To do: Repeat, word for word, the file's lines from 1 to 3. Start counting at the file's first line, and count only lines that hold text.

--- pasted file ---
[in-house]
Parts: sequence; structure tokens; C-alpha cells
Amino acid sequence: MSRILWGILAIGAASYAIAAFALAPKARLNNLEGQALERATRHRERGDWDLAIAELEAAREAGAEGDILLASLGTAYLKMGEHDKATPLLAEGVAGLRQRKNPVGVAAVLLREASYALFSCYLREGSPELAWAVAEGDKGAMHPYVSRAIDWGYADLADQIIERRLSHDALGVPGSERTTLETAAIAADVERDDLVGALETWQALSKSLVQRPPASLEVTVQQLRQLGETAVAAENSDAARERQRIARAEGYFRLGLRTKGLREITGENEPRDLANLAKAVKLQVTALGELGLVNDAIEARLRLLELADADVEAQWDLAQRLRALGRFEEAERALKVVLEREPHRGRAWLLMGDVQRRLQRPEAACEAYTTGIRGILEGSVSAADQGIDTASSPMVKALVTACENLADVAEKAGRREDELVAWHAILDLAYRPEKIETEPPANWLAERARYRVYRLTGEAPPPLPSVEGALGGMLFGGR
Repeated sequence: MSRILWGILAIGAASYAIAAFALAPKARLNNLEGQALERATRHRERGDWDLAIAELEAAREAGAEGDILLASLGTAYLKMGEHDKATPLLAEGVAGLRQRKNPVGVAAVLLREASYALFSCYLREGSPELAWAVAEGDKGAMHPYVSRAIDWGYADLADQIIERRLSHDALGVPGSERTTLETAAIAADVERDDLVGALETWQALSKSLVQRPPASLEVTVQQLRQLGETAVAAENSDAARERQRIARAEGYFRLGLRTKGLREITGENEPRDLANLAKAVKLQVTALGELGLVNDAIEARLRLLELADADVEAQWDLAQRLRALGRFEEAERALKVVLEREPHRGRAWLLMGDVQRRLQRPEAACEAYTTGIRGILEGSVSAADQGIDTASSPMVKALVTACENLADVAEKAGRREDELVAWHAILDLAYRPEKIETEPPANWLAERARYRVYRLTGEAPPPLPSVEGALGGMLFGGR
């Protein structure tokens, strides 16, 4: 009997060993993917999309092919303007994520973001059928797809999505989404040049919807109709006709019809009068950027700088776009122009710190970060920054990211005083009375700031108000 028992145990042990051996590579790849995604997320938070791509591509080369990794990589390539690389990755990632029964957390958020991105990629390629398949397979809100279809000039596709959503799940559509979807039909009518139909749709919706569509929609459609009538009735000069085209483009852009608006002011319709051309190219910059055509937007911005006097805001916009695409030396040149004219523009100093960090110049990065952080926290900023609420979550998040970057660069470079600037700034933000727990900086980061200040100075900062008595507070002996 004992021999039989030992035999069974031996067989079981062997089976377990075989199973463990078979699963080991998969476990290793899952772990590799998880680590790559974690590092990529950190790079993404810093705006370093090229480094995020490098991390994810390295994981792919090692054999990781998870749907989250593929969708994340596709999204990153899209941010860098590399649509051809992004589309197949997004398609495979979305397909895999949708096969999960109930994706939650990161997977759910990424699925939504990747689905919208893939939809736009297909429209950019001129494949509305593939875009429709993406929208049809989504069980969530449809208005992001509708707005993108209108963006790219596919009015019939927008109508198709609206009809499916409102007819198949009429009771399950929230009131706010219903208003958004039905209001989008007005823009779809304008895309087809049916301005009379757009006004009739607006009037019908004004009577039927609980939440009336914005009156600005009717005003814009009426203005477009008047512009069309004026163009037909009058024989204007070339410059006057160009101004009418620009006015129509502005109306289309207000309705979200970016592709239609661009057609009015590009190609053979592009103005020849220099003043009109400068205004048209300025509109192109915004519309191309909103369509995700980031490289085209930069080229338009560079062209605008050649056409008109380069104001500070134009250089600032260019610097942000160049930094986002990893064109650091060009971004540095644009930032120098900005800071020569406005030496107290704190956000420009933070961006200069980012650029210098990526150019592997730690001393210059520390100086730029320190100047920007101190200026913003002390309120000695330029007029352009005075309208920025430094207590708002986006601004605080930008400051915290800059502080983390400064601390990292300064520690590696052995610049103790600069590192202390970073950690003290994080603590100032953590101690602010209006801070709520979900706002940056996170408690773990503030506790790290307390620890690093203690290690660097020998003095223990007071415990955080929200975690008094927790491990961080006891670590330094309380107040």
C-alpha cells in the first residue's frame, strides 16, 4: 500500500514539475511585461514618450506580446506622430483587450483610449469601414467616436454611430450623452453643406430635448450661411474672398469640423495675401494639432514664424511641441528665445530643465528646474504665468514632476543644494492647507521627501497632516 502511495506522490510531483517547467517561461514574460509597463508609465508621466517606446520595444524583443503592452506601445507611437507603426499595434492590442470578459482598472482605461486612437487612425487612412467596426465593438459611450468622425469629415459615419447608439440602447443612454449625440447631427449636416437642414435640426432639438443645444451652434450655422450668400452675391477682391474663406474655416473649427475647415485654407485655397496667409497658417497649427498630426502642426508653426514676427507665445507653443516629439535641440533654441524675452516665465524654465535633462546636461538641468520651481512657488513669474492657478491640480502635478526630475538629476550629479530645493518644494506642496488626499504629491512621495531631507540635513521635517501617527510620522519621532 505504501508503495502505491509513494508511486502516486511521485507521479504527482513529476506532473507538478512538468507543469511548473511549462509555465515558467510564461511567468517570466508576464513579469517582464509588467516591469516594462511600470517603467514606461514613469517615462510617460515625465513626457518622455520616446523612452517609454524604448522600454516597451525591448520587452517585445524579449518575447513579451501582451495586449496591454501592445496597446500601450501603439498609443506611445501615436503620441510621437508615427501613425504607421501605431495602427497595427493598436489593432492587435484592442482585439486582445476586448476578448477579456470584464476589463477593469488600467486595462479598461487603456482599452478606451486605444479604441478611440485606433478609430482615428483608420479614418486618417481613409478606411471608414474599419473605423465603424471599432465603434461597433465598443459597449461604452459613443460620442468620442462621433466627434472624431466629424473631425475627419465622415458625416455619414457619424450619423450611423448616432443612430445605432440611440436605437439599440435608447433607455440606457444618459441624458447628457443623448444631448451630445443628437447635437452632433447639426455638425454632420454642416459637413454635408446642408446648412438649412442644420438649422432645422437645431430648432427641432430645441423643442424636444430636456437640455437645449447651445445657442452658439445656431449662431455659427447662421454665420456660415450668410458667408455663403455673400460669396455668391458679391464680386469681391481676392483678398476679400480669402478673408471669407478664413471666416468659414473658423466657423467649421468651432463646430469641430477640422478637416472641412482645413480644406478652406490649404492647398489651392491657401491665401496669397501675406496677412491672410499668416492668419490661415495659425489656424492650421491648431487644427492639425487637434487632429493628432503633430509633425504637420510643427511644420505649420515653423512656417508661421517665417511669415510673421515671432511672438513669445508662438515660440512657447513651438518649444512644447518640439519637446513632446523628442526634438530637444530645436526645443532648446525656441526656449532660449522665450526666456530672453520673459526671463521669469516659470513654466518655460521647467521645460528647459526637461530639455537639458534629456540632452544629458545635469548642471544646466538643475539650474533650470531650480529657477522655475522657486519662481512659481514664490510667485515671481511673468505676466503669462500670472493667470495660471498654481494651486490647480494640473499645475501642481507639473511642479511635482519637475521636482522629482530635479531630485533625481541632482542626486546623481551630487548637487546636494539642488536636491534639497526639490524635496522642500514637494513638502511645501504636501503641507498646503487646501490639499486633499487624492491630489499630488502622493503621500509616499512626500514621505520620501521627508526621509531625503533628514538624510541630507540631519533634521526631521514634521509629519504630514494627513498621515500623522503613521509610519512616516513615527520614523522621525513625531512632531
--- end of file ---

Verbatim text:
[in-house]
Parts: sequence; structure tokens; C-alpha cells
Amino acid sequence: MSRILWGILAIGAASYAIAAFALAPKARLNNLEGQALERATRHRERGDWDLAIAELEAAREAGAEGDILLASLGTAYLKMGEHDKATPLLAEGVAGLRQRKNPVGVAAVLLREASYALFSCYLREGSPELAWAVAEGDKGAMHPYVSRAIDWGYADLADQIIERRLSHDALGVPGSERTTLETAAIAADVERDDLVGALETWQALSKSLVQRPPASLEVTVQQLRQLGETAVAAENSDAARERQRIARAEGYFRLGLRTKGLREITGENEPRDLANLAKAVKLQVTALGELGLVNDAIEARLRLLELADADVEAQWDLAQRLRALGRFEEAERALKVVLEREPHRGRAWLLMGDVQRRLQRPEAACEAYTTGIRGILEGSVSAADQGIDTASSPMVKALVTACENLADVAEKAGRREDELVAWHAILDLAYRPEKIETEPPANWLAERARYRVYRLTGEAPPPLPSVEGALGGMLFGGR